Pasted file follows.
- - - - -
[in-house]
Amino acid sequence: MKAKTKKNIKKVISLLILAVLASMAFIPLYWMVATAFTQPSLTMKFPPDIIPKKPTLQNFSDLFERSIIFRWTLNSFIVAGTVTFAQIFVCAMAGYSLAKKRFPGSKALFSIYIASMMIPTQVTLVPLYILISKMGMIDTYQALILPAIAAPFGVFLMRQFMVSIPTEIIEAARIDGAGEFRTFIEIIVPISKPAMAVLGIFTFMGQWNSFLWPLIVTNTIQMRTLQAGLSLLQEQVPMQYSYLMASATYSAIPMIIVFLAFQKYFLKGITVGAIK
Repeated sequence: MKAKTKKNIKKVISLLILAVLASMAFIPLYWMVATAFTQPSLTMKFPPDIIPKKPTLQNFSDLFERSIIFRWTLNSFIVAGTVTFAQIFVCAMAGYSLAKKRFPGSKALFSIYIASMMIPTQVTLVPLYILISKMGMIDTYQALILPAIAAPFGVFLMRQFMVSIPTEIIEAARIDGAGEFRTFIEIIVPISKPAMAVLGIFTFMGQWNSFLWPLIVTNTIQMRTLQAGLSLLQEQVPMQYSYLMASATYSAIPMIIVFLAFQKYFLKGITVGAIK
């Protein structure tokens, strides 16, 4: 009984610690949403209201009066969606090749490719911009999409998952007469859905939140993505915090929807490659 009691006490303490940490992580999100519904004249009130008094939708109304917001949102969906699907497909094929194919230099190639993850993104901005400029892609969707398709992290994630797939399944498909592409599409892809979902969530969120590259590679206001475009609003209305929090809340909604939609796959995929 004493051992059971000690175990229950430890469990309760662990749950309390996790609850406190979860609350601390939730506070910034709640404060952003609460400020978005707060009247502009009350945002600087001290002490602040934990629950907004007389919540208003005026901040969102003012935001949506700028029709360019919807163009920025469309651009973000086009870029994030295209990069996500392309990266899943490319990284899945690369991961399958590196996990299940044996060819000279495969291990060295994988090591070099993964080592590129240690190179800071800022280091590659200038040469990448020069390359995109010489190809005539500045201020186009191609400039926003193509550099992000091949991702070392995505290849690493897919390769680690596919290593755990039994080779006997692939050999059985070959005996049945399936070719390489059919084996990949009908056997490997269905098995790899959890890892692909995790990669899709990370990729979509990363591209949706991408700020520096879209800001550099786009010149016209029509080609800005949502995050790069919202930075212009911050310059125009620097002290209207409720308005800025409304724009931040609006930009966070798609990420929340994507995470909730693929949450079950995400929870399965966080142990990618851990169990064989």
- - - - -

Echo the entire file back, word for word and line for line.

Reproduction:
[in-house]
Amino acid sequence: MKAKTKKNIKKVISLLILAVLASMAFIPLYWMVATAFTQPSLTMKFPPDIIPKKPTLQNFSDLFERSIIFRWTLNSFIVAGTVTFAQIFVCAMAGYSLAKKRFPGSKALFSIYIASMMIPTQVTLVPLYILISKMGMIDTYQALILPAIAAPFGVFLMRQFMVSIPTEIIEAARIDGAGEFRTFIEIIVPISKPAMAVLGIFTFMGQWNSFLWPLIVTNTIQMRTLQAGLSLLQEQVPMQYSYLMASATYSAIPMIIVFLAFQKYFLKGITVGAIK
Repeated sequence: MKAKTKKNIKKVISLLILAVLASMAFIPLYWMVATAFTQPSLTMKFPPDIIPKKPTLQNFSDLFERSIIFRWTLNSFIVAGTVTFAQIFVCAMAGYSLAKKRFPGSKALFSIYIASMMIPTQVTLVPLYILISKMGMIDTYQALILPAIAAPFGVFLMRQFMVSIPTEIIEAARIDGAGEFRTFIEIIVPISKPAMAVLGIFTFMGQWNSFLWPLIVTNTIQMRTLQAGLSLLQEQVPMQYSYLMASATYSAIPMIIVFLAFQKYFLKGITVGAIK
């Protein structure tokens, strides 16, 4: 009984610690949403209201009066969606090749490719911009999409998952007469859905939140993505915090929807490659 009691006490303490940490992580999100519904004249009130008094939708109304917001949102969906699907497909094929194919230099190639993850993104901005400029892609969707398709992290994630797939399944498909592409599409892809979902969530969120590259590679206001475009609003209305929090809340909604939609796959995929 004493051992059971000690175990229950430890469990309760662990749950309390996790609850406190979860609350601390939730506070910034709640404060952003609460400020978005707060009247502009009350945002600087001290002490602040934990629950907004007389919540208003005026901040969102003012935001949506700028029709360019919807163009920025469309651009973000086009870029994030295209990069996500392309990266899943490319990284899945690369991961399958590196996990299940044996060819000279495969291990060295994988090591070099993964080592590129240690190179800071800022280091590659200038040469990448020069390359995109010489190809005539500045201020186009191609400039926003193509550099992000091949991702070392995505290849690493897919390769680690596919290593755990039994080779006997692939050999059985070959005996049945399936070719390489059919084996990949009908056997490997269905098995790899959890890892692909995790990669899709990370990729979509990363591209949706991408700020520096879209800001550099786009010149016209029509080609800005949502995050790069919202930075212009911050310059125009620097002290209207409720308005800025409304724009931040609006930009966070798609990420929340994507995470909730693929949450079950995400929870399965966080142990990618851990169990064989």